Our first day in the area allowed us time to do some sightseeing before it was time to rest up for a day of fishing.The guys and gals thought the best sightseeing would be at the beach, and I agreed.After a few hours of enjoying the water, it was time to get some sleep, for we had fish to catch the next day.
Arriving at the docks at Port Sanibel Marina before first light the following morning, Captain Ryan Kane owner of Southern Instinct Charters had his 36-foot Contender ready to hit the water.While we were fishing, the ladies would be visiting Sanibel Island, experiencing the shopping, food, beautiful beaches, and of course the great shelling the area is known for.
We were going to begin our trip with a 50-mile ride out to where we hoped to hook up on some Snapper.But, with several hundred horsepower’s of Yamaha pushing the boat, it would be a quick trip.
Arriving where we hoped to catch some Yellowtail Snapper and Grouper, Capt. Ryan and Capt. Trevor Sushil quickly set anchor and begin chumming.Of course, this type of fishing was new to all of us, so we had a quick lesson on how to fish, and what to expect.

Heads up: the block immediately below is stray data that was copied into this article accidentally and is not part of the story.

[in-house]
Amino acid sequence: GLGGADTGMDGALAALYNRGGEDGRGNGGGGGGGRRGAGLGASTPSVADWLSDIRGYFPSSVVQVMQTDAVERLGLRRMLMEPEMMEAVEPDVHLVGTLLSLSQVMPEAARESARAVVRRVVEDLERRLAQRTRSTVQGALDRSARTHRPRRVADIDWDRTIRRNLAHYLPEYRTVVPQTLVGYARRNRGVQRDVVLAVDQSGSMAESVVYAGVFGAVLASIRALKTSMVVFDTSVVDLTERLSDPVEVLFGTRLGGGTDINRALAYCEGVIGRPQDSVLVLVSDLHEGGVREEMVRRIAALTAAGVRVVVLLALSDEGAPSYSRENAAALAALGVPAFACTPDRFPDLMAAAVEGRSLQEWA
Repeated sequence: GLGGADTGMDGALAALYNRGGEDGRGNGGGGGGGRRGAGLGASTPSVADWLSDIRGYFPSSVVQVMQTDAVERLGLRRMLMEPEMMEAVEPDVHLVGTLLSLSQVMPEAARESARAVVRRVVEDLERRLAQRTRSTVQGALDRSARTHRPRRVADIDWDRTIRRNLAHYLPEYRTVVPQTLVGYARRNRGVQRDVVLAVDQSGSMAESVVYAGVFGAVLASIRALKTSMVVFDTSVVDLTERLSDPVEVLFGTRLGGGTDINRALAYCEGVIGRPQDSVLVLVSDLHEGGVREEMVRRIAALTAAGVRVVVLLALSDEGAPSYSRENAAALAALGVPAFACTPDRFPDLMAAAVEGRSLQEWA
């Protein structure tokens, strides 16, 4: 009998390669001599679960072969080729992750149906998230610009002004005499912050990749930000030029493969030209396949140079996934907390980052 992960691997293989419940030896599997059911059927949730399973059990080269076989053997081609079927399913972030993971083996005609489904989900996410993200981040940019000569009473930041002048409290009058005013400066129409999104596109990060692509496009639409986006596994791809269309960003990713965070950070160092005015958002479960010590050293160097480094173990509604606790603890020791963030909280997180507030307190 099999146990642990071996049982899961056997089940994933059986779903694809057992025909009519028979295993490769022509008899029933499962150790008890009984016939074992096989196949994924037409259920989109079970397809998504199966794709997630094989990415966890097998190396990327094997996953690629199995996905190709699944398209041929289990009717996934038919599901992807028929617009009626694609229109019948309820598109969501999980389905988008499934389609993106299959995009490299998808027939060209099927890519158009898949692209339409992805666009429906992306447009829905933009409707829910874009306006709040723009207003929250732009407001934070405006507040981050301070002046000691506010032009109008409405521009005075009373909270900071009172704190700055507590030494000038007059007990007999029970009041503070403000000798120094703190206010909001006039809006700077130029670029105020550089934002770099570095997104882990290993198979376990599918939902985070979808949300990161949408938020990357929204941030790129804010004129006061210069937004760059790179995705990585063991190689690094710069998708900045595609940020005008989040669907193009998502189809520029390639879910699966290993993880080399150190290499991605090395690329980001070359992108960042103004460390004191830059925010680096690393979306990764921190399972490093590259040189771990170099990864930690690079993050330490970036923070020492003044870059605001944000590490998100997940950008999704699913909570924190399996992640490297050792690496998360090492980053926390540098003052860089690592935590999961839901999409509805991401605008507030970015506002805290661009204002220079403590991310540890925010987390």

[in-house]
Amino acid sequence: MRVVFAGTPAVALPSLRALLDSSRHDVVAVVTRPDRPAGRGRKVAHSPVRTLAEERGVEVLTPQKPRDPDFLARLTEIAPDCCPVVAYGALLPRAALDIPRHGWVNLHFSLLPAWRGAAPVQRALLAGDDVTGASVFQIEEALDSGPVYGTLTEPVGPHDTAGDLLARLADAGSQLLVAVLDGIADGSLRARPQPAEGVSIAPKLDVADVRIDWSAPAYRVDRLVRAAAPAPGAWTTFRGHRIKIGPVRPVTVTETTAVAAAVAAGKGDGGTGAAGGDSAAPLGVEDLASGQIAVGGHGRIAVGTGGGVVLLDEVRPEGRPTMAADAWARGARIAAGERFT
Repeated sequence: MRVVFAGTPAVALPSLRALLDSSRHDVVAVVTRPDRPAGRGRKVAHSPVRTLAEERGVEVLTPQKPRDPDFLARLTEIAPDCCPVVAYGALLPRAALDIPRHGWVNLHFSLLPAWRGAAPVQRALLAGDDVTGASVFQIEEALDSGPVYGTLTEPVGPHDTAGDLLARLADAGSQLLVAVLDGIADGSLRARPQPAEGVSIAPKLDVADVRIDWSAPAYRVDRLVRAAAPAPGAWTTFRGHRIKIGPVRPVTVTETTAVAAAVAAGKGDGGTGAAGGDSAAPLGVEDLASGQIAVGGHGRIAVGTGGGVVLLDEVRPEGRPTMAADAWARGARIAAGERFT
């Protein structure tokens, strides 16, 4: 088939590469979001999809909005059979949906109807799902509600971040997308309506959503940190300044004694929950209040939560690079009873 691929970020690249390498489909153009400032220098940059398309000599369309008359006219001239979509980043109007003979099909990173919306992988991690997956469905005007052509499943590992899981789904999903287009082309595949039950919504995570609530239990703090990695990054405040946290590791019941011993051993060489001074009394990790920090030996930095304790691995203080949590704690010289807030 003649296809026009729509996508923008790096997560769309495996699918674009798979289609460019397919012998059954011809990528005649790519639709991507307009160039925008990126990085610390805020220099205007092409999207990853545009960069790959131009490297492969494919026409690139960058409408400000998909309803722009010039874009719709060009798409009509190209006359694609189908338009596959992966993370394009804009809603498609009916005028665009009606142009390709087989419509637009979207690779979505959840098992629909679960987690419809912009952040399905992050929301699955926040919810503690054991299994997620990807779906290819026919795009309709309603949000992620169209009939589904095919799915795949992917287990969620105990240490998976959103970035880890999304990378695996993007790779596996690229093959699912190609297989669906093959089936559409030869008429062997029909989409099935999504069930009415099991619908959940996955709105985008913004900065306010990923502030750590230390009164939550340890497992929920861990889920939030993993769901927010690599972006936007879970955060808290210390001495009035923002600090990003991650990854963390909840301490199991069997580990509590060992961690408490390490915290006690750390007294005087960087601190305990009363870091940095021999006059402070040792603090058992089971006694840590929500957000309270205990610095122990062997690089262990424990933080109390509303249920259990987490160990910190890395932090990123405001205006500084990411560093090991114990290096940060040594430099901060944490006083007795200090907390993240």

We were quickly on the snapper, but the problem we were facing were the barracudas in the area.It was a battle between fisherman and barracuda to see who wanted the hooked snapper the worst.Of course, we did, but more times than we would like, the barracuda took the opportunity to eat our fish before we could get them to the boat.That is one thing about fishing in these kinds of waters, there is always another fish ready to eat what you have on your line.
It was a frustration, but at the same time it added an extra element of excitement to the adventure.We caught a couple of the barracuda throughout the excitement.I have to say that these fish have some teeth, and an odor I have never known a fish to have.
A couple hours into the trip, Tom hooked a nice snapper, but the barracudas were aggressively trying to strip it off the hook.Tom was reeling like I have never seen a fisherman reel before.Unfortunately, the barracuda won, and Tom was able to land just the head of the snapper.
Wanting to have a little fun, Trevor hooked the head of the snapper onto a rod and reel combination that was suitable for catching one of these 4-foot barracudas that swam just feet from the boat.It did not take long for one of these long fish to take the bait, and the fight was on.
A few minutes into the battle, Capt. Ryan made the comment that the barracuda was gone.Tom knew he was still fighting a big fish, and had to question the Captain’s comment.He explained to us that the barracuda just got ate by a shark, a big shark.Now this was not what we expected, and we certainly were not fishing with a rod and reel combo setup for sharks.We were not in Illinois anymore.